In another step towards the goals of its Green Deal, the European Commission has announced it will implement a uniform set of sustainability reporting standards for companies in the EU in the hopes that a common system will help investors and other important stakeholders better evaluate the performance and activities of businesses, as well as clarify green financing possibilities.
A new system called the European Sustainability Reporting Standards (ESRS) is being put in place by the European Commission (EC) for use by all companies that are required to report certain sustainability information to authorities.
CLARITY FOR INVESTORS AND COMPANIES
The existing system has had its issues. Stakeholders, including potential investors, often aren’t privy to a consistent overview of “sustainability information” due to the multiple voluntary standards currently in existence.
“There is ample evidence that the sustainability information that companies currently report is not sufficient,” read the EC’s report. “They often omit information that investors and other stakeholders think is important. Reported information can be hard to compare from company to company, and users of the information, such as investors, are often unsure whether they can trust it.”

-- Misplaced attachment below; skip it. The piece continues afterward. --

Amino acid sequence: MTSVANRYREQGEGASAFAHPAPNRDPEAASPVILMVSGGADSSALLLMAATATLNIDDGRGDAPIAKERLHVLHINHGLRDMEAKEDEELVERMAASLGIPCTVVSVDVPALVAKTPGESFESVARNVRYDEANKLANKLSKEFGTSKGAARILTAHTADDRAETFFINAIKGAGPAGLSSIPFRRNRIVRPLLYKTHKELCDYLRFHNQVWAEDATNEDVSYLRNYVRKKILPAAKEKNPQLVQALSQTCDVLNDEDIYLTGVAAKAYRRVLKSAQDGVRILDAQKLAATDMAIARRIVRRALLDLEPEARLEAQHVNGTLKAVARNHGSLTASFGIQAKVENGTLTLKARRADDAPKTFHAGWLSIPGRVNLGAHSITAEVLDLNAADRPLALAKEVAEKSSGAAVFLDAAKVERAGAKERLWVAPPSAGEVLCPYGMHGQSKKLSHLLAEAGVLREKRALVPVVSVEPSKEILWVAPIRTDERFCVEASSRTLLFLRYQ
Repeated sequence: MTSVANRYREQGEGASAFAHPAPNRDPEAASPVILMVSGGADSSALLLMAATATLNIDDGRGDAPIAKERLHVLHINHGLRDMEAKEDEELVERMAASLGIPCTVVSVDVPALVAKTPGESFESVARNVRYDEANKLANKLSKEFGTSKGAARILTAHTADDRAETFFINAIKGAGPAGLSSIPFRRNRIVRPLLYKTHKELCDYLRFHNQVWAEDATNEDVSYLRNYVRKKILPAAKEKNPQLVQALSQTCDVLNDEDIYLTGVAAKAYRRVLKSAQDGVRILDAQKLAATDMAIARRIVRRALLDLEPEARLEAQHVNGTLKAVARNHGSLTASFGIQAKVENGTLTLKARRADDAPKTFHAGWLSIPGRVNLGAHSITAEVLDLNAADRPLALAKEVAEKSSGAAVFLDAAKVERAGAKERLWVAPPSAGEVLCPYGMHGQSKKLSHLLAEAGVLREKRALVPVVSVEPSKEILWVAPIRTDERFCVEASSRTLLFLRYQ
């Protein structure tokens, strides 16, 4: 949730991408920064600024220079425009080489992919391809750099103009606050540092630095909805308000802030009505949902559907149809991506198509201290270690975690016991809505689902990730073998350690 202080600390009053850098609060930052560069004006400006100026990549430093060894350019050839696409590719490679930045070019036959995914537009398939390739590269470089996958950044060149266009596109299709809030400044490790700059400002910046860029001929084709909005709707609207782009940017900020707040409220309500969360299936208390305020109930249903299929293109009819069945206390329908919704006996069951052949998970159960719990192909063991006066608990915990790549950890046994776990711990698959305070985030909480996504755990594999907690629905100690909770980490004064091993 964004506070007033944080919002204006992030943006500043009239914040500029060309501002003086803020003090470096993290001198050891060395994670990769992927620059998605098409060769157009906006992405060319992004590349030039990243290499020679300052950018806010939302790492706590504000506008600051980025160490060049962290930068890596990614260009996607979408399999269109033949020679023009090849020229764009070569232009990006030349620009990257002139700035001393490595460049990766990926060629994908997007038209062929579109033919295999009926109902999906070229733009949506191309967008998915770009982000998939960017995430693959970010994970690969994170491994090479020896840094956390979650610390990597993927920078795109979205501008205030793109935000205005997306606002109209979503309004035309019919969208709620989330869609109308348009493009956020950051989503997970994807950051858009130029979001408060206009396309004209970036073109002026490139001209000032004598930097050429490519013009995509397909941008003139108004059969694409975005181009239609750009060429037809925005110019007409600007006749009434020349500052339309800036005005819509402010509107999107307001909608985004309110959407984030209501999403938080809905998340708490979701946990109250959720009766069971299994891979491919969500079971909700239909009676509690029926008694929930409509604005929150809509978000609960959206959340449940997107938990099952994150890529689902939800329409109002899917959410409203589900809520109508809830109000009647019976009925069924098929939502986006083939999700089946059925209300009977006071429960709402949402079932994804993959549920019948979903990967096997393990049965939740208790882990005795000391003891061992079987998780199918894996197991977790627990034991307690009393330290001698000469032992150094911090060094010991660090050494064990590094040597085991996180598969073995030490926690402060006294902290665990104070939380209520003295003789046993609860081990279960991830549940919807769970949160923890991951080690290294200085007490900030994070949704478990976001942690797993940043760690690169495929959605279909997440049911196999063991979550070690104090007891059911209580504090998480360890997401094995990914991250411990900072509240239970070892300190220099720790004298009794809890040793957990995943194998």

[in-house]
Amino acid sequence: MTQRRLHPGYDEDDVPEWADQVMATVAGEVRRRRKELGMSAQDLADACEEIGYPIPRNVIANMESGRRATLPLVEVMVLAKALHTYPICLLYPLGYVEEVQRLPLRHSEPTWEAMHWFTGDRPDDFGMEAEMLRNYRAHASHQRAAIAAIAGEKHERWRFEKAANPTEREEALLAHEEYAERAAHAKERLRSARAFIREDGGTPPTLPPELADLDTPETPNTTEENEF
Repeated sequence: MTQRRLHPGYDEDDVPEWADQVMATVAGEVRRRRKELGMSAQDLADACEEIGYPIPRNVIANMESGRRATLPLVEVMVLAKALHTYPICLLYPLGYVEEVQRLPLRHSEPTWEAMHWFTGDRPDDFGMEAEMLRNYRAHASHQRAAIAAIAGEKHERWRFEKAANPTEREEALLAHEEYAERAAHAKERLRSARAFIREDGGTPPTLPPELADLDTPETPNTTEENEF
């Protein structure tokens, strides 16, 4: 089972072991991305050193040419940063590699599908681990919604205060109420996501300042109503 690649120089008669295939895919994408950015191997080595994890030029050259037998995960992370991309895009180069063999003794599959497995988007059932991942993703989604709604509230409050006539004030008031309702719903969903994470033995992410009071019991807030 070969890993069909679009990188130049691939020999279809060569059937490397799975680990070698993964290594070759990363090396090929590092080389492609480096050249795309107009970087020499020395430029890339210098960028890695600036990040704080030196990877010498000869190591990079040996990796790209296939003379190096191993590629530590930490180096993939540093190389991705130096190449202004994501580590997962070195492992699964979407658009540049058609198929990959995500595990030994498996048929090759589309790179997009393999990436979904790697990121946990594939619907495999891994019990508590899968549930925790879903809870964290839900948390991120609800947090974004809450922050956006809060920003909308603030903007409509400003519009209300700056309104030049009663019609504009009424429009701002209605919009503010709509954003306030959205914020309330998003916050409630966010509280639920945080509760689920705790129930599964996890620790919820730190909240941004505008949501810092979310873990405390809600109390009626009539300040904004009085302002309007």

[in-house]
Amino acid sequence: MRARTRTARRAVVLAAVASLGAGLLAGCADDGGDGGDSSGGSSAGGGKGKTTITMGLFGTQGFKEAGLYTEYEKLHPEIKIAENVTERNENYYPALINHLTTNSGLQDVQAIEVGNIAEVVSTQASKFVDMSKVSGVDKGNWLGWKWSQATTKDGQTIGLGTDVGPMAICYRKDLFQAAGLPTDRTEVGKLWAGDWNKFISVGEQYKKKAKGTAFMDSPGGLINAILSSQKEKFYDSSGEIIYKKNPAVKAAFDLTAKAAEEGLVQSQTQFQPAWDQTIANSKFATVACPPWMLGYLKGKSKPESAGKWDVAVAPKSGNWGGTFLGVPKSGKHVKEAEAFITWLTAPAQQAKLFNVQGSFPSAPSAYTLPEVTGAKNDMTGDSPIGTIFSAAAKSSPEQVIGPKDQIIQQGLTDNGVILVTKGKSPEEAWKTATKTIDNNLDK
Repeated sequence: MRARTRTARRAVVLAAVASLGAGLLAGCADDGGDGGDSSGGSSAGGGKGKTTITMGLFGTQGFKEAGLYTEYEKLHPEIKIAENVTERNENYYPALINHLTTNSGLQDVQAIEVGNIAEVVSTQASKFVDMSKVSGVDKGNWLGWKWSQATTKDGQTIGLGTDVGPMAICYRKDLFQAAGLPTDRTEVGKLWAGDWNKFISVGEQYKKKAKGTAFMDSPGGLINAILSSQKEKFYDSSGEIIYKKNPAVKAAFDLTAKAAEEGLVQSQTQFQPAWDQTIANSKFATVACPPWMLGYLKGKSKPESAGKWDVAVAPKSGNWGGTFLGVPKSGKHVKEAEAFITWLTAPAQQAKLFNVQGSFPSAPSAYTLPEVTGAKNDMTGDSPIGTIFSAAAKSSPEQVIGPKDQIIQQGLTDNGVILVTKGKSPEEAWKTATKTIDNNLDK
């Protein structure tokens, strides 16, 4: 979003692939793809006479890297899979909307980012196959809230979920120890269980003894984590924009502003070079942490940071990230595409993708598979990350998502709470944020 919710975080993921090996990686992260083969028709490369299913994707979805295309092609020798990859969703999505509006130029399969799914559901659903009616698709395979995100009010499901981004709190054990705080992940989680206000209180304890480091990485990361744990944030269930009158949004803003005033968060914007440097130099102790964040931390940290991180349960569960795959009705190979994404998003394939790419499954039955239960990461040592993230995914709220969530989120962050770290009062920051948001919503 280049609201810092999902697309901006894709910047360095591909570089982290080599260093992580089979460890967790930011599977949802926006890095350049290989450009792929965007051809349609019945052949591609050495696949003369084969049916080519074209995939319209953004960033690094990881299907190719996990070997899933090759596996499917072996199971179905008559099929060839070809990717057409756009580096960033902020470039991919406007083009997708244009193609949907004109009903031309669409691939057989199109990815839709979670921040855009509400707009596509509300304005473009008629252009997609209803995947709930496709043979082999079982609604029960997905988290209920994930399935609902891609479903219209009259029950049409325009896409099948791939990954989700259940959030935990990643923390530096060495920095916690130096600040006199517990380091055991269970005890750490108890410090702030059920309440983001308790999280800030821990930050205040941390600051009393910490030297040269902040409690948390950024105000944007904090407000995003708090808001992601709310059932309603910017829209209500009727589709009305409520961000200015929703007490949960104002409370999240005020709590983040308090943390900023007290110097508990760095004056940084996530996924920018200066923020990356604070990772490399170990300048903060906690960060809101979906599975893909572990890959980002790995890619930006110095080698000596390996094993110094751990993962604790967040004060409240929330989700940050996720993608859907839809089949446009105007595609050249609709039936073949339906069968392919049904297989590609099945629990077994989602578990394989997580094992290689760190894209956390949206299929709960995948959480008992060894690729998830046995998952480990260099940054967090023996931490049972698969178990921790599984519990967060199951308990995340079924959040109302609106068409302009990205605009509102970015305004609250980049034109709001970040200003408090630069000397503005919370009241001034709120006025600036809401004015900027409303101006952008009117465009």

The new system should help companies to “communicate and manage their sustainability performance more efficiently” as well as ascertain if sustainable or “green” financing could be available to them.
The aim of these common standards is to guarantee companies across the EU report uniform and reliable sustainability information, as well as to save them costs in the medium- to long-term by reducing the volume of voluntary reporting standards they are expected to abide by today.
The new set of standards will oblige companies to report on their environmental impact as well as on how their practices affect people, and there are 12 topics covered in the ESRS, ranging from climate, pollution, biodiversity and water resources to business conduct, circular economic practices, workforce and consumers.
“The ESRS take a “double materiality” perspective – that is to say, they oblige companies to report both on their impacts on people and the environment, and on how social and environmental issues create financial risks and opportunities for the company,” read the report. “High quality and reliable public reporting by companies will help create a culture of greater public accountability.”
As reporting will be mandatory, there will be a phase-in period, notably for smaller companies with less than 750 employees, to decrease initial costs.
The system was developed with the input of investors, auditors, civil society, trade unions, academics, EU authorities and companies concerned by the new guidelines.
To read the full report, please click here.
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